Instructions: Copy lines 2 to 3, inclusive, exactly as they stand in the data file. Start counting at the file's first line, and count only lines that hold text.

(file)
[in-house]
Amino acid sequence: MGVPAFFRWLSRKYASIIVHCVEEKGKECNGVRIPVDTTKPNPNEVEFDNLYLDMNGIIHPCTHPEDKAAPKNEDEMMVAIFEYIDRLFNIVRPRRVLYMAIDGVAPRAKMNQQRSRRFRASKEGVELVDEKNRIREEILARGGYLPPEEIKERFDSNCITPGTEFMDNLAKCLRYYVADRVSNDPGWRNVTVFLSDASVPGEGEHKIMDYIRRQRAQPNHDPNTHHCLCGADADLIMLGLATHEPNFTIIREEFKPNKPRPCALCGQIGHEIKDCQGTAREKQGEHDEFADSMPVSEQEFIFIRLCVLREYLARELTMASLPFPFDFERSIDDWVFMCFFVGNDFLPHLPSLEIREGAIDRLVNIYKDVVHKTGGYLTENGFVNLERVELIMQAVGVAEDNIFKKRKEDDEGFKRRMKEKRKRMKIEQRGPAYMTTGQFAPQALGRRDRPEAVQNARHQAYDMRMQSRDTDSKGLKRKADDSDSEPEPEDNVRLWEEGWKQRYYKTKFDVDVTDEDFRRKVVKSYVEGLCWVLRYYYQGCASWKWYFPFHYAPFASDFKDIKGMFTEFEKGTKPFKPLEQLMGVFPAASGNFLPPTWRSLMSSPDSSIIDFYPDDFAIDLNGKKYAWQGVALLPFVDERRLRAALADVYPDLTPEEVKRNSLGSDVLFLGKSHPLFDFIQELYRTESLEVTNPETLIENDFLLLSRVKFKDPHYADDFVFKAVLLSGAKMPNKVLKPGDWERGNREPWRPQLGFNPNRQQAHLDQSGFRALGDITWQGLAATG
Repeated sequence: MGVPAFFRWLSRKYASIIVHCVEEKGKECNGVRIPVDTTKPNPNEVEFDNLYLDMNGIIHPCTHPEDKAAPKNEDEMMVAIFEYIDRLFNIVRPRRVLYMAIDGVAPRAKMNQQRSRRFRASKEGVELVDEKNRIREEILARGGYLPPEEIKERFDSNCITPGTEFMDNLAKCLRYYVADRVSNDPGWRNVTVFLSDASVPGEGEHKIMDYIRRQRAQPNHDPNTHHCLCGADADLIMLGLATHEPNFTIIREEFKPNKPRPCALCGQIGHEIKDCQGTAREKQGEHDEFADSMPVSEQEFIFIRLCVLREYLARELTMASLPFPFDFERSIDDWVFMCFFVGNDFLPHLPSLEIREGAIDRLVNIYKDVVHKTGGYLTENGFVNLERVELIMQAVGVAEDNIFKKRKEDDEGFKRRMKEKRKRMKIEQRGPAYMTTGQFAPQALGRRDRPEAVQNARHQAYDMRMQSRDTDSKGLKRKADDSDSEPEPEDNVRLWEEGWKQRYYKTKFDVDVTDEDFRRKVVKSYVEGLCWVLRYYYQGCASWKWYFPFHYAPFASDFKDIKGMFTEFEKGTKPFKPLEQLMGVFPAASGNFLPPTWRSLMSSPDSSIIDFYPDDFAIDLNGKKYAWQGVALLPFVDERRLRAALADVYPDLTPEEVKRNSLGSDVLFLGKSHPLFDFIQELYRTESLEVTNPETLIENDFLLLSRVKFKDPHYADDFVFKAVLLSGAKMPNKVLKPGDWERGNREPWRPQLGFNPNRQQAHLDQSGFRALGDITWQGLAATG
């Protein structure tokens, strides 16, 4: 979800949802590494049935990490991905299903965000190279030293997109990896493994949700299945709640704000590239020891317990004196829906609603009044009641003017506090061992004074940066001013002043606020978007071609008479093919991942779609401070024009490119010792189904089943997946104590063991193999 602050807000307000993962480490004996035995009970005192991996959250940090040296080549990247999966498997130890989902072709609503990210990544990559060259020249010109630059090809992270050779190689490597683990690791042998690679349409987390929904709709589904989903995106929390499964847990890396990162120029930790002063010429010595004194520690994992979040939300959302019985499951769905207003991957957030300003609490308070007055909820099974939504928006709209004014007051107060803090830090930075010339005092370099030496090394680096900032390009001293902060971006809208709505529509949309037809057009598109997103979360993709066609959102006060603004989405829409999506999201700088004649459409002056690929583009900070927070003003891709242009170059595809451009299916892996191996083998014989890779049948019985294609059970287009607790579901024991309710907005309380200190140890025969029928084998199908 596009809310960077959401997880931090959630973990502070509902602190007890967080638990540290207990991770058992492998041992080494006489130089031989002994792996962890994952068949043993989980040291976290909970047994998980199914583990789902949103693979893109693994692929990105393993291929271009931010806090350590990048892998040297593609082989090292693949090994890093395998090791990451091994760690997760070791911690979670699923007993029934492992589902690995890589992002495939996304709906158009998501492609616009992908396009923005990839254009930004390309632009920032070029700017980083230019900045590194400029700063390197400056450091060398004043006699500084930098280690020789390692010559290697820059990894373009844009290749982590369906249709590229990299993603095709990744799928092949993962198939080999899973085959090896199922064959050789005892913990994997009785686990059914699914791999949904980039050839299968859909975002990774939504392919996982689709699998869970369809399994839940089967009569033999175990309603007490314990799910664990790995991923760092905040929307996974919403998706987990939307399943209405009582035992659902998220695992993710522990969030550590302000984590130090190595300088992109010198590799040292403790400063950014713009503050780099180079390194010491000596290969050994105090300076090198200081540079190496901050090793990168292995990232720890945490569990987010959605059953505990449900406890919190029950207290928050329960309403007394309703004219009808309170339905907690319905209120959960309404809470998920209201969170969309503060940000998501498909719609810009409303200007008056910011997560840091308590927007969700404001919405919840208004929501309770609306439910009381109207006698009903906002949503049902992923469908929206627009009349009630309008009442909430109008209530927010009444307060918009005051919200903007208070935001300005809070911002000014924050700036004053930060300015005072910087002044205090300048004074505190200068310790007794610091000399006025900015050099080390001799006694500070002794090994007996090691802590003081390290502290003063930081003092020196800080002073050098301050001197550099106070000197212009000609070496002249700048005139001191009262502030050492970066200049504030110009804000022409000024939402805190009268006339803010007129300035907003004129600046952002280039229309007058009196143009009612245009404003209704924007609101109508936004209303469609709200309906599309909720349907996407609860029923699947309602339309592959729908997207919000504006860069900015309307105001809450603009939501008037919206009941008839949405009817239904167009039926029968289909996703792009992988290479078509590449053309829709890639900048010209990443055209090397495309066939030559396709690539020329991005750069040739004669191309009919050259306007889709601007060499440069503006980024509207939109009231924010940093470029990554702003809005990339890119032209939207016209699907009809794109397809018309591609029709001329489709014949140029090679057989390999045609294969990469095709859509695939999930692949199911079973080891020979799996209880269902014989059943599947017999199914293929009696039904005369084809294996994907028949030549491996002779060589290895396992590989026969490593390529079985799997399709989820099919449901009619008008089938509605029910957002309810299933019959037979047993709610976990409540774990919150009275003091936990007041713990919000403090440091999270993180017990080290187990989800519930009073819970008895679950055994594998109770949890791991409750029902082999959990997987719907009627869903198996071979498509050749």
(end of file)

Amino acid sequence: MGVPAFFRWLSRKYASIIVHCVEEKGKECNGVRIPVDTTKPNPNEVEFDNLYLDMNGIIHPCTHPEDKAAPKNEDEMMVAIFEYIDRLFNIVRPRRVLYMAIDGVAPRAKMNQQRSRRFRASKEGVELVDEKNRIREEILARGGYLPPEEIKERFDSNCITPGTEFMDNLAKCLRYYVADRVSNDPGWRNVTVFLSDASVPGEGEHKIMDYIRRQRAQPNHDPNTHHCLCGADADLIMLGLATHEPNFTIIREEFKPNKPRPCALCGQIGHEIKDCQGTAREKQGEHDEFADSMPVSEQEFIFIRLCVLREYLARELTMASLPFPFDFERSIDDWVFMCFFVGNDFLPHLPSLEIREGAIDRLVNIYKDVVHKTGGYLTENGFVNLERVELIMQAVGVAEDNIFKKRKEDDEGFKRRMKEKRKRMKIEQRGPAYMTTGQFAPQALGRRDRPEAVQNARHQAYDMRMQSRDTDSKGLKRKADDSDSEPEPEDNVRLWEEGWKQRYYKTKFDVDVTDEDFRRKVVKSYVEGLCWVLRYYYQGCASWKWYFPFHYAPFASDFKDIKGMFTEFEKGTKPFKPLEQLMGVFPAASGNFLPPTWRSLMSSPDSSIIDFYPDDFAIDLNGKKYAWQGVALLPFVDERRLRAALADVYPDLTPEEVKRNSLGSDVLFLGKSHPLFDFIQELYRTESLEVTNPETLIENDFLLLSRVKFKDPHYADDFVFKAVLLSGAKMPNKVLKPGDWERGNREPWRPQLGFNPNRQQAHLDQSGFRALGDITWQGLAATG
Repeated sequence: MGVPAFFRWLSRKYASIIVHCVEEKGKECNGVRIPVDTTKPNPNEVEFDNLYLDMNGIIHPCTHPEDKAAPKNEDEMMVAIFEYIDRLFNIVRPRRVLYMAIDGVAPRAKMNQQRSRRFRASKEGVELVDEKNRIREEILARGGYLPPEEIKERFDSNCITPGTEFMDNLAKCLRYYVADRVSNDPGWRNVTVFLSDASVPGEGEHKIMDYIRRQRAQPNHDPNTHHCLCGADADLIMLGLATHEPNFTIIREEFKPNKPRPCALCGQIGHEIKDCQGTAREKQGEHDEFADSMPVSEQEFIFIRLCVLREYLARELTMASLPFPFDFERSIDDWVFMCFFVGNDFLPHLPSLEIREGAIDRLVNIYKDVVHKTGGYLTENGFVNLERVELIMQAVGVAEDNIFKKRKEDDEGFKRRMKEKRKRMKIEQRGPAYMTTGQFAPQALGRRDRPEAVQNARHQAYDMRMQSRDTDSKGLKRKADDSDSEPEPEDNVRLWEEGWKQRYYKTKFDVDVTDEDFRRKVVKSYVEGLCWVLRYYYQGCASWKWYFPFHYAPFASDFKDIKGMFTEFEKGTKPFKPLEQLMGVFPAASGNFLPPTWRSLMSSPDSSIIDFYPDDFAIDLNGKKYAWQGVALLPFVDERRLRAALADVYPDLTPEEVKRNSLGSDVLFLGKSHPLFDFIQELYRTESLEVTNPETLIENDFLLLSRVKFKDPHYADDFVFKAVLLSGAKMPNKVLKPGDWERGNREPWRPQLGFNPNRQQAHLDQSGFRALGDITWQGLAATG